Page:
FEATURE: It's one of the most talked about publications of the year. It's not a new book. And it's not even a well-written book. But Mein Kampf, by Adolf Hitler, which has hit German bookshops for the first time in 70 years, is certainly attracting attention.
Hitler's anti-Semitic tirade is seen as the forerunner to the Holocaust. But that is also why historians want it republished.
Hitler wrote it mostly while in prison in the mid-1920s, and academics say it helps explain the Nazis' crazed ideology when they came to power less than a decade later.
As such, they say, it's a crucial academic text. Not pleasant reading, but essential to understanding the Holocaust and Hitler's brutal rule.
Surprisingly, some Jewish groups have also supported this edition.
This is an annotated, critical version, with thousands of academic notes.
And without this republication, the only hard copies available in Germany would be the pre-1945 Nazi editions, still found in second-hand bookshops or online. Those are certainly not critical.
The idea is that republishing Mein Kampf will help undermine it.
Until now, the copyright has been in the hands of the Bavarian government. But because 70 years have now passed since the the death of the author - in this case, Adolf Hitler - that copyright has expired.
Germany could ban it. After all, the swastika and other Nazi symbols are outlawed, under incitement-to-violence laws.
Germans see that not as an infringement of free speech, but as a way of guaranteeing it, by not allowing fascist groups to intimidate minorities.
But the problem with banning Mein Kampf is that this could simply increase its power.
It would fuel the neo-Nazi propaganda that claims that modern Germany stamps out dissent from far-right groups.
There is also a feeling that outlawing the book would simply add to its mystique. Much better to destroy the myth, is the hope.
Actually reading it, rather than regarding the book as dangerous and seductive, takes away any power from a text that is clearly nothing more than an incoherent and badly written rant.
So, using incitement laws, Germany's authorities have decided to restrict publication: an annotated, academic edition will be allowed - but not other uncritical editions.
But Germans are still distinctly uncomfortable with the idea that they might suddenly start seeing the Fuehrer's face adorning shop windows, not to mention the moral issue of making a profit out of an anti-Semitic text written by Hitler.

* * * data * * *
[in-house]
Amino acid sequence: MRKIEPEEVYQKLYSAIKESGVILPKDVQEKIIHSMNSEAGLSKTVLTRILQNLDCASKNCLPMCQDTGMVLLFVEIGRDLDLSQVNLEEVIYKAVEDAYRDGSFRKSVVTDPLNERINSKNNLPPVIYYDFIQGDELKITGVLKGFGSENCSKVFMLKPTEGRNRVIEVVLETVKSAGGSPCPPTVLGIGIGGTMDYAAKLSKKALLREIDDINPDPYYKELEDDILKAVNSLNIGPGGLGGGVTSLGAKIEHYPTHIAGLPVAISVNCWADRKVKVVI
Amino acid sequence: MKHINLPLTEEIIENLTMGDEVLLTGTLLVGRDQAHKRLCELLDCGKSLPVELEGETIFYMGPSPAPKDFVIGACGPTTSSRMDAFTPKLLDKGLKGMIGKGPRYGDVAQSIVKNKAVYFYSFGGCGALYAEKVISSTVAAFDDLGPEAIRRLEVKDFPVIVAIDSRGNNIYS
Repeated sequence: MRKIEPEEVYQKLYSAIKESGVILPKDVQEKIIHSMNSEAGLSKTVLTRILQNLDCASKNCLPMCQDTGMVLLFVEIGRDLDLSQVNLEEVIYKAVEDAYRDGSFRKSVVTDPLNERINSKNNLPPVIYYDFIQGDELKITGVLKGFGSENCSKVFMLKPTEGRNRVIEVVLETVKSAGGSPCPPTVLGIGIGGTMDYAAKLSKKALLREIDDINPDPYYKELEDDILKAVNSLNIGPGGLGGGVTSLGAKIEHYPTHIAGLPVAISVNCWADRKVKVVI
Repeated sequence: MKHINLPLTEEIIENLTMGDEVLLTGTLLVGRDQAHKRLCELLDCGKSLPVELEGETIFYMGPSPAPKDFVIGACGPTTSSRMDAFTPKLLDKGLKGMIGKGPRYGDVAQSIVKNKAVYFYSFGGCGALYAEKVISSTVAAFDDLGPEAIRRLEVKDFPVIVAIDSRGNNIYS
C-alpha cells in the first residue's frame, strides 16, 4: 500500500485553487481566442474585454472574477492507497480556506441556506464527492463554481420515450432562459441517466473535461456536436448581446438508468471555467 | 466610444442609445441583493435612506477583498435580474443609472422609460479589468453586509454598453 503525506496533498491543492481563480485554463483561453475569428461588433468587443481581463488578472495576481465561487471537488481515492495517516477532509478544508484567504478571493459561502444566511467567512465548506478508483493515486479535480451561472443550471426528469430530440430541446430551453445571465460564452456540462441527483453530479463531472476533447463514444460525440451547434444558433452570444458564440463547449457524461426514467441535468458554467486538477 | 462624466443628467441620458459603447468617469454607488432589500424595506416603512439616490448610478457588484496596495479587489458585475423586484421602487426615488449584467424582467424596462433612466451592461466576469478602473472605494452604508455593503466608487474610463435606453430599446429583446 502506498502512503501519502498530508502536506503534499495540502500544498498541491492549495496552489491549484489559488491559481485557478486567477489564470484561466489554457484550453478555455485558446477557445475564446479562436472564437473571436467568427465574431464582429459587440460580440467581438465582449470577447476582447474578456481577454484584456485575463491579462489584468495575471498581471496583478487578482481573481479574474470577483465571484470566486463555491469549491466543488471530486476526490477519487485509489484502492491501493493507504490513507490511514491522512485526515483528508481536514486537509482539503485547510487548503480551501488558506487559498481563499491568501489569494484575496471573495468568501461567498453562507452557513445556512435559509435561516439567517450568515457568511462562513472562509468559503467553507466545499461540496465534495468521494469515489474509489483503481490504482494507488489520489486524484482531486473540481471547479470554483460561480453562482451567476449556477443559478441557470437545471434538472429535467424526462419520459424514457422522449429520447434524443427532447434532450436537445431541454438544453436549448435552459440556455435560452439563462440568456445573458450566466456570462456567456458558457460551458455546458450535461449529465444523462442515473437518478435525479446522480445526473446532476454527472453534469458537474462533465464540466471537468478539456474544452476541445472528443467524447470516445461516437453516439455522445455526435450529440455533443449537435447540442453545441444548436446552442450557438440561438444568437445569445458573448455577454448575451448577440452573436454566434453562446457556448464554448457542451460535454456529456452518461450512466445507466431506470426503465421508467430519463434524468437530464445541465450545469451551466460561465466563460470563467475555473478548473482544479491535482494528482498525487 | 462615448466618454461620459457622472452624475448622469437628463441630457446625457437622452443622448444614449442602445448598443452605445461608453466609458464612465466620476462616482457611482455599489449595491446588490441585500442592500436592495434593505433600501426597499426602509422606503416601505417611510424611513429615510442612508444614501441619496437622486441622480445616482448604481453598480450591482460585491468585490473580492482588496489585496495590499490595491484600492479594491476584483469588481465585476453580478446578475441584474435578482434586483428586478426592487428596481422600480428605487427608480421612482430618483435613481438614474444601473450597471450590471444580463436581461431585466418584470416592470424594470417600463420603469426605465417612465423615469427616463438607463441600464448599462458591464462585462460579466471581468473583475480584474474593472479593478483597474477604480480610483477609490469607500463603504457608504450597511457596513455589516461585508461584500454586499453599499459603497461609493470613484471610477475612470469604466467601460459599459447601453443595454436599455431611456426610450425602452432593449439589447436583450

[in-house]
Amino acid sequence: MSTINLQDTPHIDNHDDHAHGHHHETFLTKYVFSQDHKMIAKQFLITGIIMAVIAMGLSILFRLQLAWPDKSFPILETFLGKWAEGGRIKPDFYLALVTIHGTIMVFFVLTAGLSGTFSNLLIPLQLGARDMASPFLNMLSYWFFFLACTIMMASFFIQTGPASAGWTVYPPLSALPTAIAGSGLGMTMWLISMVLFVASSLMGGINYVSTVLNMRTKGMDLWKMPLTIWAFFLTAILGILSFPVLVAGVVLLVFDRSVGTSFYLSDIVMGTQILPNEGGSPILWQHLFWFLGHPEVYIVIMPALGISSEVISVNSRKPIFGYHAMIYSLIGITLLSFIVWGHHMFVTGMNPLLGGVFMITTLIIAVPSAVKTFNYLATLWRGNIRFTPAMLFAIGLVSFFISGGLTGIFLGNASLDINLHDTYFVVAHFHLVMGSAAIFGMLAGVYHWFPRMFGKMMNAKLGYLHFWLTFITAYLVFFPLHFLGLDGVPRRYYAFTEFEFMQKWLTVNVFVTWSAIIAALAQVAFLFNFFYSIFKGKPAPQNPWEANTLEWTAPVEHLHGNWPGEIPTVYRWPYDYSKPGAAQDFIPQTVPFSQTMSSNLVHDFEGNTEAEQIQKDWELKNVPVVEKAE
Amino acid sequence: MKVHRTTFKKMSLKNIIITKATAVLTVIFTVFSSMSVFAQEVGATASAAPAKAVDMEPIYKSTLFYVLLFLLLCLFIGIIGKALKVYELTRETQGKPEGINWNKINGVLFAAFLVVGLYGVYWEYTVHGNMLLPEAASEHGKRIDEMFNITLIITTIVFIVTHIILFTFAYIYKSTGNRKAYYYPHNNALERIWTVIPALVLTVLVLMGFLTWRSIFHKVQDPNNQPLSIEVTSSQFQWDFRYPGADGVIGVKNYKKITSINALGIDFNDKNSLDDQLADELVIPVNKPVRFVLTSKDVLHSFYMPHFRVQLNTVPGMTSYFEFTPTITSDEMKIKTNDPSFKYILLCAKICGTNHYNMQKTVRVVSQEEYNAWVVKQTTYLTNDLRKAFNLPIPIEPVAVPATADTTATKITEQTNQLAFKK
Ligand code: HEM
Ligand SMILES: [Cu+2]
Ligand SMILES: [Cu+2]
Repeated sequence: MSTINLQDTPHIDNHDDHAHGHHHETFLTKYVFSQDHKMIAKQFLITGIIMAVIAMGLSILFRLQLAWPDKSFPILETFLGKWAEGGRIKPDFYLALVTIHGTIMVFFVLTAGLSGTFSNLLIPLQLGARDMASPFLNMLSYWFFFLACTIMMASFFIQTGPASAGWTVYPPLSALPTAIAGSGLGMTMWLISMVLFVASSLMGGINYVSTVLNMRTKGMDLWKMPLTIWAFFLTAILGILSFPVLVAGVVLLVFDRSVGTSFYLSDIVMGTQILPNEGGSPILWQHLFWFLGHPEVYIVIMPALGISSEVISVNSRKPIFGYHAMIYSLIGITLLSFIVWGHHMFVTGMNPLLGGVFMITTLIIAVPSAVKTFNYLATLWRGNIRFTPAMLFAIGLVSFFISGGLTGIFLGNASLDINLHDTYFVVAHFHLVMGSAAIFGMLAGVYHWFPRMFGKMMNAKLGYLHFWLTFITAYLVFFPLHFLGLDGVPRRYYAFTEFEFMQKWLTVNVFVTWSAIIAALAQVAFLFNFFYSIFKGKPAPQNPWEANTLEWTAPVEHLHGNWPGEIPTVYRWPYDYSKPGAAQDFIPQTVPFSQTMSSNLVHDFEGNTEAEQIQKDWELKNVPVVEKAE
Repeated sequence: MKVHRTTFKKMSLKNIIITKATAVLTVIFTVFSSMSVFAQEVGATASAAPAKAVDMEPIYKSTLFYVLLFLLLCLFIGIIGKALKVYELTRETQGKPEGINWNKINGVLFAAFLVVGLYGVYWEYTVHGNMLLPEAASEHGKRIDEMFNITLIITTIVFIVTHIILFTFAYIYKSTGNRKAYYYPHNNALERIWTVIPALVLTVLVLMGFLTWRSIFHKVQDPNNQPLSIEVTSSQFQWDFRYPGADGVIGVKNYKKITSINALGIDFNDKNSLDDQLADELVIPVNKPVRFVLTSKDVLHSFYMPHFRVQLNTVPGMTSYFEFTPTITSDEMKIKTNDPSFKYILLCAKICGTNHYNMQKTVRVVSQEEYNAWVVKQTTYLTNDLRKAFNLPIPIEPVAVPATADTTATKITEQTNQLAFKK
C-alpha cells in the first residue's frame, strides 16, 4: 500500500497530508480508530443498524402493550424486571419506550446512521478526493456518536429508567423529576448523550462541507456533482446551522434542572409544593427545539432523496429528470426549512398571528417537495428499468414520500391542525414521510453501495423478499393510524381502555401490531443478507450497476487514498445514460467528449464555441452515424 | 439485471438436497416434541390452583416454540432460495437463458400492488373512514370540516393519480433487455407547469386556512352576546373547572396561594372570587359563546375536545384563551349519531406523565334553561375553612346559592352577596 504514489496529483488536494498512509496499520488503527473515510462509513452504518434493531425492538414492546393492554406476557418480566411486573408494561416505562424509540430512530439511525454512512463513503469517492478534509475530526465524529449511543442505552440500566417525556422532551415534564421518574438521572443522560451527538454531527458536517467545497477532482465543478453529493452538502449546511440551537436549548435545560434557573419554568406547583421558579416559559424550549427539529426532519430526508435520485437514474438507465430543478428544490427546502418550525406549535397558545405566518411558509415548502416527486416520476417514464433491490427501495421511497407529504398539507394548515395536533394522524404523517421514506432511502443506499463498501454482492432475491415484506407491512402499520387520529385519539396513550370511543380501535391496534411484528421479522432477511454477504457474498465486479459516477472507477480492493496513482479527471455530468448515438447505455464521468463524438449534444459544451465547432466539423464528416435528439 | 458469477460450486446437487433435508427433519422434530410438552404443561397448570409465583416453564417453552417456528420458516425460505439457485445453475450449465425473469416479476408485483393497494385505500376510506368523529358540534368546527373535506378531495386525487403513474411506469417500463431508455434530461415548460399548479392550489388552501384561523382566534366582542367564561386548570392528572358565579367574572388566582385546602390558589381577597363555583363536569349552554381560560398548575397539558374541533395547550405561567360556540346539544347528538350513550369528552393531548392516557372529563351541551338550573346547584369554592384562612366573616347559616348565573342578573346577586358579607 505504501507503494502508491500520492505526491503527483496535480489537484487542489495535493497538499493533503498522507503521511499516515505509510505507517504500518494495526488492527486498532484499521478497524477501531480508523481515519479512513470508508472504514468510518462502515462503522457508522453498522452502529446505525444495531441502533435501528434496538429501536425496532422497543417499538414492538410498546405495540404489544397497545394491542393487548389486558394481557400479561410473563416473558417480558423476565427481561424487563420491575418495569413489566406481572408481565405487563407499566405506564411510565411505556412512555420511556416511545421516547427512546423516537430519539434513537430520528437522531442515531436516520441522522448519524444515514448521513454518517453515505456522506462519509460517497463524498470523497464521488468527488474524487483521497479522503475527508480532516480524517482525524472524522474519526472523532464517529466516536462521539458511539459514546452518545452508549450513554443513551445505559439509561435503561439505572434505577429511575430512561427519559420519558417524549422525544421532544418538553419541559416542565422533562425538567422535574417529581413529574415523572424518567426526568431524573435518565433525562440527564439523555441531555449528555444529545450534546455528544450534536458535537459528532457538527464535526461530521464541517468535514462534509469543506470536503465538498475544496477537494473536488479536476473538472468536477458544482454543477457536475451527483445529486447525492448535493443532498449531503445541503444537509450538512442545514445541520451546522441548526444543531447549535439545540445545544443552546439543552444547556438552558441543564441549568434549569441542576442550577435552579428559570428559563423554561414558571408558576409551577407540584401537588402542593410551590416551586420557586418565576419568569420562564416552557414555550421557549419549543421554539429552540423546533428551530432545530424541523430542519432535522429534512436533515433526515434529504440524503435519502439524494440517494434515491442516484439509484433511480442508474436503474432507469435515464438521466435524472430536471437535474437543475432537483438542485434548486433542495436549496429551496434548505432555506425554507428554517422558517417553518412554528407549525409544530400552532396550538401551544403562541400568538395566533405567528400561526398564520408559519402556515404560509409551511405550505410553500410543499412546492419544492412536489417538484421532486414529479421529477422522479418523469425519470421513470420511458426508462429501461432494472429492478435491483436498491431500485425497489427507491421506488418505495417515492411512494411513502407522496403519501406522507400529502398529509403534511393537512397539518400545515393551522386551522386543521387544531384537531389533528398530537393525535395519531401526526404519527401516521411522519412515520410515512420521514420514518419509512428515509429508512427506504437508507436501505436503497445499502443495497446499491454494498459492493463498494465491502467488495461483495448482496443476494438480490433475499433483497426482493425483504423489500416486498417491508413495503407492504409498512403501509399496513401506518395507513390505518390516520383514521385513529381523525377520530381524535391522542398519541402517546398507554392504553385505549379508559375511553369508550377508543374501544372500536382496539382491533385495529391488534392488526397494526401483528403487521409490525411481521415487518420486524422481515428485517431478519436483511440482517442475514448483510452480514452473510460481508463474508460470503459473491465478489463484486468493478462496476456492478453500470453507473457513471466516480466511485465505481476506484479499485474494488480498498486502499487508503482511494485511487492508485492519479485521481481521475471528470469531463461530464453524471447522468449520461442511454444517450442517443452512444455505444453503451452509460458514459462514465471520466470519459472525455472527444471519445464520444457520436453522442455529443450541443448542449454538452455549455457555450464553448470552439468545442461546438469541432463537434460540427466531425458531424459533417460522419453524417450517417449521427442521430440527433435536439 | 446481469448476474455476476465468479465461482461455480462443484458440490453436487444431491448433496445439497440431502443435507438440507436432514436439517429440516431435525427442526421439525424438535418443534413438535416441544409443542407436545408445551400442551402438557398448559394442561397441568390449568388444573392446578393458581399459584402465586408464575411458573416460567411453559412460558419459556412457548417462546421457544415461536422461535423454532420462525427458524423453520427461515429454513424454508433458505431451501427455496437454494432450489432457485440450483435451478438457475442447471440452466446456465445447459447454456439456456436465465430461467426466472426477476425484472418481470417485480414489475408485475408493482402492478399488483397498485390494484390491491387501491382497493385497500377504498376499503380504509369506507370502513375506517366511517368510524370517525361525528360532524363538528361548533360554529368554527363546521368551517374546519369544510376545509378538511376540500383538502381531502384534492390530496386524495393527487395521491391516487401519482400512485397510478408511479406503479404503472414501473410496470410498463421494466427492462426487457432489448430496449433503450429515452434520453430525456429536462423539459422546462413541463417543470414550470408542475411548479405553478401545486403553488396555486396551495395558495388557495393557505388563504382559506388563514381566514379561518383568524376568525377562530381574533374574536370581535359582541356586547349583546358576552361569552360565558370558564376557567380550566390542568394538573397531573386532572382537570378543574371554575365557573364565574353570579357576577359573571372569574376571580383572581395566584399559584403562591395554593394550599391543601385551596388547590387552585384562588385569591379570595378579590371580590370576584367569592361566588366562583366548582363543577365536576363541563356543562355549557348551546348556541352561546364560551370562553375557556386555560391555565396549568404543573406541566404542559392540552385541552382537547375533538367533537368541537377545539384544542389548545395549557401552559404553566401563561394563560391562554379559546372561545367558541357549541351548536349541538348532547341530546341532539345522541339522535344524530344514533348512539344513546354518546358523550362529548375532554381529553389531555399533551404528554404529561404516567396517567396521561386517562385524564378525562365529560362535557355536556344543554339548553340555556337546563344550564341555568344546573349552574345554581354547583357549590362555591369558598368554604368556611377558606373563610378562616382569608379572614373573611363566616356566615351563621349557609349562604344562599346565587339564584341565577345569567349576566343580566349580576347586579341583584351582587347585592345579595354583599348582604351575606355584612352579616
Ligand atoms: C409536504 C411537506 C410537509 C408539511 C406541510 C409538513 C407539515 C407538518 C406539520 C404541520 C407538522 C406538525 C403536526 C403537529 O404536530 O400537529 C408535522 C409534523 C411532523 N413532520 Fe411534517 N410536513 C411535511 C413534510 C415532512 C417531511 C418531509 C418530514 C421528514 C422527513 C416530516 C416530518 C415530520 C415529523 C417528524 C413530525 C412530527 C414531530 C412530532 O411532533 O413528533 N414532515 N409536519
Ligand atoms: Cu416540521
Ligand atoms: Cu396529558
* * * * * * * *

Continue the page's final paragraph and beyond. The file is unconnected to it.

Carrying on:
That is why some bookshops have said they will not stock the book. And they are certainly not displaying it.
The biggest bookshop in Berlin, Dussmann, told us that they have one copy available on shelves in the history section.
But the store will not advertise it in any way. And more copies will only be available on order.
Clearly any short-term business opportunity that might come from the media buzz would be more than undermined by the bad press a bookshop would get if sales were boosted thanks to Hitler.
But over the past few years, attitudes towards Hitler have changed.
I remember the media furore 10 years ago when Swiss-born actor Bruno Ganz played Hitler in the film Downfall.
There were nationwide debates about whether audiences would sympathise with Hitler as he met his end in the bunker.
Last Autumn, it was a comedy about Hitler that went straight to the top of the box office chart. There were the same debates.
But this time round, they felt more like debates the media was having with itself, rather than anything people were actually talking about.
Possibly, that is because over the past decade there have been plenty of comedies showing Hitler as ridiculous.
And for many young Germans, whose grandparents may have been born after Hitler died, the idea that they are guilty seems odd.
But Nazi guilt still very much informs German political culture today - even in the current refugee crisis.
After 1945, Germany's constitution was set up as a reaction against Hitler's brutal treatment of political opponents.
Which is why Article 16a stipulates that anyone fleeing political oppression has a right to asylum in Germany.
Closing the door to refugees, Chancellor Angela Merkel has argued, would mean changing the country's constitution.
The shadow of the Nazis is also why the current debate over the sexual harassment of more than 100 women in Cologne on New Year's Eve is particularly difficult.
The attackers appeared to be of Arabic or North African origin.
For far-right extremists, this is an ideal opportunity to enflame xenophobia using an old Nazi trope: the pure German woman abused by the "foreigner."
In the 1930s, for Nazis, it was the Jew. Today, for neo-Nazis, that "foreigner" is the Muslim.
Hitler's book may be back in the mainstream. But Germans are determined to make sure that his ideas never are.